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“Bite-Size Bits of Local, National, and Global History”
Norfork in Baxter County, Arkansas — The American South (West South Central)
 

Jacob Wolf House

Built 1829

 
 
Jacob Wolf House Marker image. Click for full size.
By Mark Hilton, April 3, 2021
1. Jacob Wolf House Marker
New interpretive markers are expected to replace these 20 year old markers in 2022.
Inscription.  In 1829, when Arkansas was a territory of the United States, Jacob Wolf donated the land and built this structure as the first permanent courthouse for Izard County. Great competition existed among frontier settlers to secure the "seat of justice for their town as it was always accompanied by additional commerce. As a territorial legislator from 1827 to 1835, Wolf competed aggressively for this designation for his town, which he called Liberty. Here county government functions were transacted, and numerous regularly scheduled county and circuit court sessions were held several times a year. Wolf established a post office here called Izard Courthouse. John P. Houston, brother of American legend Sam Houston, served as the county clerk. Numerous early Arkansas lawyers served here as judges, prosecutors and defenders. In 1835 the territorial legislature voted to relocate the county seat to another site, and Wolf had the property deeded back to himself.

Jacob Wolf's German heritage and confident countenance have been preserved in the 1850's image of him (see left). His German influence is also seen in the expertly hewn, yellow pine legs

Jacob Wolf House Marker is to left of flagpole in distance. image. Click for full size.
By Mark Hilton, April 3, 2021
2. Jacob Wolf House Marker is to left of flagpole in distance.
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of this two-story structure that features a first-level breezeway or "dogtrot." The logs spanning this breezeway are an exceptional thirty-two feet long. This leg building form, once common on America's frontiers, has now become rare. The structure has been restored under a Courthouse Restoration Grant provided by the Arkansas Historic Preservation Program and administered by Baxter County judge Joe Bodenhamer. Tommy Jameson, of Jameson Architects, P. A., served as the preservation architect for the project.

Jacob Wolf was born in 1786 in North Carolina and moved to Kentucky prior to immigrating to Arkansas. He was the father of sixteen children and five stepchildren. He was a blacksmith, carpenter, merchant and farmer as well as a legislator. Shortly after he purchased this land in 1824, he built a dwelling house, detached kitchen, slave cabins, barn, blacksmith shop and store before he constructed the courthouse. The courthouse is the only original structure remaining today. After the removal of the seat of justice, Wolf moved his family into the structure, and it served as their family home until his death in 1863.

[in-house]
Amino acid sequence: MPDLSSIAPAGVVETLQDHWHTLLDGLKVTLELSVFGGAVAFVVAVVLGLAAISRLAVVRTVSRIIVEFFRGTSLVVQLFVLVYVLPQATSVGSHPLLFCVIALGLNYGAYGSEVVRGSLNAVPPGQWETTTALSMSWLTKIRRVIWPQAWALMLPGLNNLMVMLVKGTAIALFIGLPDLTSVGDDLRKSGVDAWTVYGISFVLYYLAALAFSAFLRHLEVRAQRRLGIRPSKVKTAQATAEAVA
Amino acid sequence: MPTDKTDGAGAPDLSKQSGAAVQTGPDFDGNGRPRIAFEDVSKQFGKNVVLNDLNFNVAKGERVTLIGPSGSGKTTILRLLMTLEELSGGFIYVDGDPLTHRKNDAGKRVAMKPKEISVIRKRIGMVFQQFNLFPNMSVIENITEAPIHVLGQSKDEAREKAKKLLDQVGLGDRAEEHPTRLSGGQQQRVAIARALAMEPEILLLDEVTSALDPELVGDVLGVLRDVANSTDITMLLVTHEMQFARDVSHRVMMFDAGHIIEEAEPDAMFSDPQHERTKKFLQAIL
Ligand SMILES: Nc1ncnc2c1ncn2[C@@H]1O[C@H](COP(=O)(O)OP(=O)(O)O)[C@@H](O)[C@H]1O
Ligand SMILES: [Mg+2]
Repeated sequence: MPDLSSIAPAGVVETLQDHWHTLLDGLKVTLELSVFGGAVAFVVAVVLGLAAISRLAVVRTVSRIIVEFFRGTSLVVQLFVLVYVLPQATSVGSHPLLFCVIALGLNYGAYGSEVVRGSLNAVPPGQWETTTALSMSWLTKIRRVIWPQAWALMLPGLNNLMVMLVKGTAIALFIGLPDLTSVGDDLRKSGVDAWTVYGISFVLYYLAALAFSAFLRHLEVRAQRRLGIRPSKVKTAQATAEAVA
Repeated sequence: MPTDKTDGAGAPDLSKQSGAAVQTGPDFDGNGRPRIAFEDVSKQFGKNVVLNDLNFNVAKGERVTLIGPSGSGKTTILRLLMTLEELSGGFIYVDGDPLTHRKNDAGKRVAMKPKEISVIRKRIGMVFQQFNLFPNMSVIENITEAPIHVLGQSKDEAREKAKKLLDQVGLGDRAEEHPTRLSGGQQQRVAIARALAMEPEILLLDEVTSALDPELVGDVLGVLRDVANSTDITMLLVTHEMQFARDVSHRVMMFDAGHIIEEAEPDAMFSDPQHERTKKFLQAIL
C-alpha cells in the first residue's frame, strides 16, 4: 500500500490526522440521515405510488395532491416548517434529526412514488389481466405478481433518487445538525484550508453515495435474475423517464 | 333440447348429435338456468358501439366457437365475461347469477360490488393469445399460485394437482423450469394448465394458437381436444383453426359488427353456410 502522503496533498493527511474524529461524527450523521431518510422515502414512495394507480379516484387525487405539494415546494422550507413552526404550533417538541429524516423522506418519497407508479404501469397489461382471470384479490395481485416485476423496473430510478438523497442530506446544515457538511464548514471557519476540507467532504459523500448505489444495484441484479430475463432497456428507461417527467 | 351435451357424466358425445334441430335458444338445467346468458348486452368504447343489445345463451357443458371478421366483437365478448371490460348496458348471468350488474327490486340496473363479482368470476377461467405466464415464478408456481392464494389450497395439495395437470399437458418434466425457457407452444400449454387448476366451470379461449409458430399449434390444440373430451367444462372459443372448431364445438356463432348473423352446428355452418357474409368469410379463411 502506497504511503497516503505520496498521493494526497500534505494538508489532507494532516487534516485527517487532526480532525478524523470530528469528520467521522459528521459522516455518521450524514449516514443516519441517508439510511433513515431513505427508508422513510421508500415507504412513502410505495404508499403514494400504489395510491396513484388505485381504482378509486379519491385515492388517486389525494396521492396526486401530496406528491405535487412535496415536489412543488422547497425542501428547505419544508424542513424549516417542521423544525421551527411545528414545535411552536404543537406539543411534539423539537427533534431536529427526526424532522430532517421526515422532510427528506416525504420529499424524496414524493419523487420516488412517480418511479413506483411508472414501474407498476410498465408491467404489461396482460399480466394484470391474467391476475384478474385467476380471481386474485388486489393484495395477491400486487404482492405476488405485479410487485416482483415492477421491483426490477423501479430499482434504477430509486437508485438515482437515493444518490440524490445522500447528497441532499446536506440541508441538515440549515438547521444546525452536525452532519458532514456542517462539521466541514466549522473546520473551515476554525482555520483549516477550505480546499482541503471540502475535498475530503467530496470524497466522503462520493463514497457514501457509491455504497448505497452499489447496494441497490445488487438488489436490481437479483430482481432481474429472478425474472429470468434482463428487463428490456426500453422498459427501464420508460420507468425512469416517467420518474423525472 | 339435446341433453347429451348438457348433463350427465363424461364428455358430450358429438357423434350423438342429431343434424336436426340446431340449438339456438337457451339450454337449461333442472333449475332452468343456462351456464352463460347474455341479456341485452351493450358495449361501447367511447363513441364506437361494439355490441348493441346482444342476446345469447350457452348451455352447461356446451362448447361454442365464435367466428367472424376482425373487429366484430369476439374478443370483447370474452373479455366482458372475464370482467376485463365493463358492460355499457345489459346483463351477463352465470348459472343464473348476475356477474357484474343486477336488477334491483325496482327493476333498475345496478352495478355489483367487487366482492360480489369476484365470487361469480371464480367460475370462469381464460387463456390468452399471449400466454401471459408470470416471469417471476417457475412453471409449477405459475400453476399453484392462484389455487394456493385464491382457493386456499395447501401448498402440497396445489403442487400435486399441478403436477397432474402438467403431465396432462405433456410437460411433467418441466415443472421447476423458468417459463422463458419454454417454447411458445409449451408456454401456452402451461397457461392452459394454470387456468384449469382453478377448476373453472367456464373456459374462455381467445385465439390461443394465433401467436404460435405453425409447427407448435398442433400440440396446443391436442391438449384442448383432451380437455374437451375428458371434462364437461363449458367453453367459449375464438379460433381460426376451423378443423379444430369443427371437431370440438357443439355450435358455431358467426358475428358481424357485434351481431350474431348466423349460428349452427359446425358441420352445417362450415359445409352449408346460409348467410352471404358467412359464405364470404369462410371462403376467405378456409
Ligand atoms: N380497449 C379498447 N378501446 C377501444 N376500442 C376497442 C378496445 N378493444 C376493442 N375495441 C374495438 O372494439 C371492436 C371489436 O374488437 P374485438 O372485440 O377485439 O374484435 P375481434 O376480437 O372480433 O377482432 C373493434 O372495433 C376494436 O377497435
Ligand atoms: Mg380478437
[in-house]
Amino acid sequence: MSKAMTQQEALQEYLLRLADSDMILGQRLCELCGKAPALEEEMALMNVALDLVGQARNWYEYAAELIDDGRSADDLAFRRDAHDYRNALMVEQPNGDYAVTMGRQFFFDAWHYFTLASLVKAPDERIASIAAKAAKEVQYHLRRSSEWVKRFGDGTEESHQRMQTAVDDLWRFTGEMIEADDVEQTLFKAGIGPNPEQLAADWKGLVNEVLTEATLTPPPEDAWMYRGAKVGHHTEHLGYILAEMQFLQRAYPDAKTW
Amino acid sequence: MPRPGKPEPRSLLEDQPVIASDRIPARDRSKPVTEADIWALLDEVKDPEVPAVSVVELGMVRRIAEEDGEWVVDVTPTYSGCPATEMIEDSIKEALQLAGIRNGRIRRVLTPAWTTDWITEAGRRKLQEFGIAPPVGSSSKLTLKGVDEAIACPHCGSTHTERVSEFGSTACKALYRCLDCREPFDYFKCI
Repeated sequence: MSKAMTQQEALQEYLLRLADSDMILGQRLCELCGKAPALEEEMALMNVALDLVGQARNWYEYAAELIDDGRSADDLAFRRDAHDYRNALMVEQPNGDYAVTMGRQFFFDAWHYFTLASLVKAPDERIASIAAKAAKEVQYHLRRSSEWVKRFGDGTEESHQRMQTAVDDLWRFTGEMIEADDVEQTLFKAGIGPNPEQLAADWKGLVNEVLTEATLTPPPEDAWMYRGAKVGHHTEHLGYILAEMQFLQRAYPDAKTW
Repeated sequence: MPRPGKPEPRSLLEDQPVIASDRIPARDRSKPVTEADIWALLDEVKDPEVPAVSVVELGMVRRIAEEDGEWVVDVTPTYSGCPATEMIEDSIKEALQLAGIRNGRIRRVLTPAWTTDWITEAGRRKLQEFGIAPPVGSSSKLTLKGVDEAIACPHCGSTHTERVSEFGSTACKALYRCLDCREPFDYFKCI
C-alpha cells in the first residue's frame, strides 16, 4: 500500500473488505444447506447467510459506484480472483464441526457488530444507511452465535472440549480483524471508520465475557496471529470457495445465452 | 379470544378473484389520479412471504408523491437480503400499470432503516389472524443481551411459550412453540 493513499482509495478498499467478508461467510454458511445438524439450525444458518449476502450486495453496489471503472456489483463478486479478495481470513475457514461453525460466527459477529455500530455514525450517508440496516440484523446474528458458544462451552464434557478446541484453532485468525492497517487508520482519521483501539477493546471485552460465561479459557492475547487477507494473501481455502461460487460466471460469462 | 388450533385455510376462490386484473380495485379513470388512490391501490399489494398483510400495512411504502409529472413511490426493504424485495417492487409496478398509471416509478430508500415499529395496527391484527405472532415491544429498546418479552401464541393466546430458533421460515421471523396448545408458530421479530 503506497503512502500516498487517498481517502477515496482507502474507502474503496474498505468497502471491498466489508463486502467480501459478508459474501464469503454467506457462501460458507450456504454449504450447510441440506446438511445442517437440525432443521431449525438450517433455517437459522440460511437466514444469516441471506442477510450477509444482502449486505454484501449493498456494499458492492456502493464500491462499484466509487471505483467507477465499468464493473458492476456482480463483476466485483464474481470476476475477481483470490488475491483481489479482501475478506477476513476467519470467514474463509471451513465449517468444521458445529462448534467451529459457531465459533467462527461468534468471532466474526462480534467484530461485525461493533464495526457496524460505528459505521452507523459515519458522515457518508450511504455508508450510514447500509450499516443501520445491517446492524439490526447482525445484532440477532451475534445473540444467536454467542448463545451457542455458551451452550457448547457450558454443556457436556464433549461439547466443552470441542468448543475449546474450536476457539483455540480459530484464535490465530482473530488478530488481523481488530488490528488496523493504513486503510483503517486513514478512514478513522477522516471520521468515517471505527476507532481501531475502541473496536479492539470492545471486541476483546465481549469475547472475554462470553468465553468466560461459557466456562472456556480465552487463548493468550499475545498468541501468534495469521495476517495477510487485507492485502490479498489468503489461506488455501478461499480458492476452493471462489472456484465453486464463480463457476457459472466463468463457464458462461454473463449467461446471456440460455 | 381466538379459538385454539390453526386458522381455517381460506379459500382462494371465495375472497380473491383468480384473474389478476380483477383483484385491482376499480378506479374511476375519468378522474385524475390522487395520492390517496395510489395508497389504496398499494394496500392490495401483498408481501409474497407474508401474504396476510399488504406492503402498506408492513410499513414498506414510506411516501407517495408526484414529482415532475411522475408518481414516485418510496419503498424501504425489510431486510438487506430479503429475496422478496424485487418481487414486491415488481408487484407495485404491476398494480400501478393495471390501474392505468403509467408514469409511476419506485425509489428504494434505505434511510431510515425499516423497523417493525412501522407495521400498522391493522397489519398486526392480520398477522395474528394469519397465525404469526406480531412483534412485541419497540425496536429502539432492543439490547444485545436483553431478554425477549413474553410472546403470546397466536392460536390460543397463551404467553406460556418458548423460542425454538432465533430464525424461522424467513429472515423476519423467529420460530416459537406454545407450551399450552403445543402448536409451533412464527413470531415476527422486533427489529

Erected by Arkansas Humanities Council; Department of Arkansas Heritage.
 
Topics. This historical marker is listed in this topic list: Settlements & Settlers. A significant historical year for this entry is 1829.
 
Location.

The Jacob Wolf House with "dogtrot" in center. image. Click for full size.
By Mark Hilton, April 3, 2021
3. The Jacob Wolf House with "dogtrot" in center.
36° 12.63′ N, 92° 17.207′ W. Marker is in Norfork, Arkansas, in Baxter County. Marker is at the intersection of Arkansas Route 5 and Wolf Street on State Route 5. Touch for map. Marker is at or near this postal address: 13775 Highway 5, Norfork AR 72658, United States of America. Touch for directions.
 
Other nearby markers. At least 8 other markers are within 11 miles of this marker, measured as the crow flies. Jacob Wolf House Historic Site (here, next to this marker); a different marker also named Jacob Wolf House (a few steps from this marker); a different marker also named Jacob Wolf House (within shouting distance of this marker); Old Military Road (approx. 5.9 miles away); Skirmishes Near Mountain Home (approx. 10.2 miles away); Mountain Home Commercial Historic District (approx. 10.2 miles away); City Hall (approx. 10.3 miles away); Military Activity at Calico Rock / Bushwhackers (approx. 10.6 miles away). Touch for a list and map of all markers in Norfork.
 
Also see . . .  Encyclopedia of Arkansas article on the Jacob Wolf House. (Submitted on April 12, 2021, by Mark Hilton of Montgomery, Alabama.)
 
 
Credits. This page was last revised on April 22, 2021. It was originally submitted on April 12, 2021, by Mark Hilton of Montgomery, Alabama. This page has been viewed 41 times since then. Photos:   1, 2, 3. submitted on April 12, 2021, by Mark Hilton of Montgomery, Alabama.

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May. 14, 2021